# Zeroing the Bias

**00:00**
In the previous lesson, I tried to get rid of our rounding bias but didn’t quite get there. In this lesson, I promise I still won’t quite get there. A lack of symmetry in the half up and half down comes from the fact that tiebreakers always shift in the same direction.

**00:18**
One approach to deal with this is to not round in the same direction, instead round away from zero. That means ties for positive numbers go up while ties for negative numbers go down.

**00:33**
This gives us four situations. A positive number, greater or equal to the midway gets rounded up. A positive number less than the midway gets rounded down while a negative number greater or equal to the midway gets rounded down and a negative number less than the midway gets rounded up.

**00:55**
This text is almost pseudo code describing what I just showed you on the line. Think for a moment how you might implement this. The most obvious answer is probably a bunch of if/else blocks, but there is actually a faster way using only math.

**01:13**
You can use the half up approach on the absolute value of the number and then copy the sign of the original number. Essentially, you’re shifting the absolute number up, but seeing as the absolute number is always positive, it’s away from zero and then you apply the sign again, resetting it.

**01:31**
So if it was negative, it had shifted left. Let’s go see this in practice. Okay, here it is. As promised, I start by taking the absolute value of the number and applying the half_up algorithm.

**01:46**
Then to restore the numbers sign, I use the `copy_sign()`

function from the math library. The `copy_sign()`

function does what its name implies, copying the number’s positive or negativenesses onto the other number.

**02:08**
Just as a reminder, before testing our new function, let’s look at half_up once again. That’s a positive tiebreaker

**02:19**
and that’s a negative tiebreaker. Remember, this is always shifting to the right no matter what. Now, let’s try our half away from zero approach.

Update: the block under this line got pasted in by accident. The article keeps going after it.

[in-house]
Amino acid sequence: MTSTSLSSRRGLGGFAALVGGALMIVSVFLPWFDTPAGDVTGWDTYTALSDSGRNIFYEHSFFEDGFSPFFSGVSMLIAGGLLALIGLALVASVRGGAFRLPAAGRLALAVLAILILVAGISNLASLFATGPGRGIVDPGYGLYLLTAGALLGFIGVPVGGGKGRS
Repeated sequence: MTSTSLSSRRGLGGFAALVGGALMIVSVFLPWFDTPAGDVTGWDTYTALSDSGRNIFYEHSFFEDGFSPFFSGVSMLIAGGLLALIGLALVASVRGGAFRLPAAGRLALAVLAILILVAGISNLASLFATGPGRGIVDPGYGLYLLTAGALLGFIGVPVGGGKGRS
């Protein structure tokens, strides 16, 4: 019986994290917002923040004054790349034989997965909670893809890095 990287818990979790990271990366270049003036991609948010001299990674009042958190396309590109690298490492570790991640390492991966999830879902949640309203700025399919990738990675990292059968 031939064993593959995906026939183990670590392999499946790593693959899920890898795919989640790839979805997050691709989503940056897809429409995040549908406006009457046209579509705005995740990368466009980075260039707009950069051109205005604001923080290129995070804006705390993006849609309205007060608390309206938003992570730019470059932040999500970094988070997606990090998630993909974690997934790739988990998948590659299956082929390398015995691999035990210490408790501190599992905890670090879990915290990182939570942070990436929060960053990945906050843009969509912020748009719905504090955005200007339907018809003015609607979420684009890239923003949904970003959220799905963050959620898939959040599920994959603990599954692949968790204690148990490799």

**02:34**
Same positive tiebreaker,

**02:39**
but the negative tie breaks in the other direction. Of course, this still works with other decimal places as well.

**03:05**
A reminder of our favorite mean,

**03:13**
the results from calling the `half_zero()`

method, and now let’s get the mean on that.

**03:25**
Hmm, that’s good, but logically this should be perfect, right?

**03:32**
So why didn’t this work? Our list had six numbers in it, but only one of them required a tiebreaker, which means the tie-breaking requirement wasn’t evenly distributed.

**03:43**
For a large enough dataset the half zero approach should go well, but if you don’t have a Gaussian distribution evenly centered on zero, the half zero approach can still shift your data.

**03:56**
The data I showed you wasn’t Gaussian, it only had one tiebreaker in it and it was a positive number, and so the mean shifted slightly to the right. Well, what can we do about this?

**04:08**
One approach is to use the same concept, but not to center the math around zero, but to center it on even numbers. That means the shifting should be better even in the case when all your tiebreakers are positive or negative.

**04:22**
In fact, I have brought you full circle. This is the algorithm Python’s `round()`

function uses. Way back many lessons ago, I showed you how Python’s `round()`

rounds 1.5 up while rounding 2.5 down.

**04:36**
This is why it does that. It’s rounding towards the even number, two. This is definitely better. Technically though, it’s still biased. If your data is somehow skewed to even or odd numbers, you’ll still see a shift, but that’s unusual, and by going towards the even value, there’s no longer a requirement for the data to be based on a bell curve to try and avoid most of the bias.

**05:03**
There are algorithms out there that handle the bias left in Python’s `round()`

by introducing randomness in the tiebreakers, but they tend to be computationally more complex and really aren’t needed very often in the real world.

**05:17**
Rounding in Python, especially with floats, still has a few surprises left.

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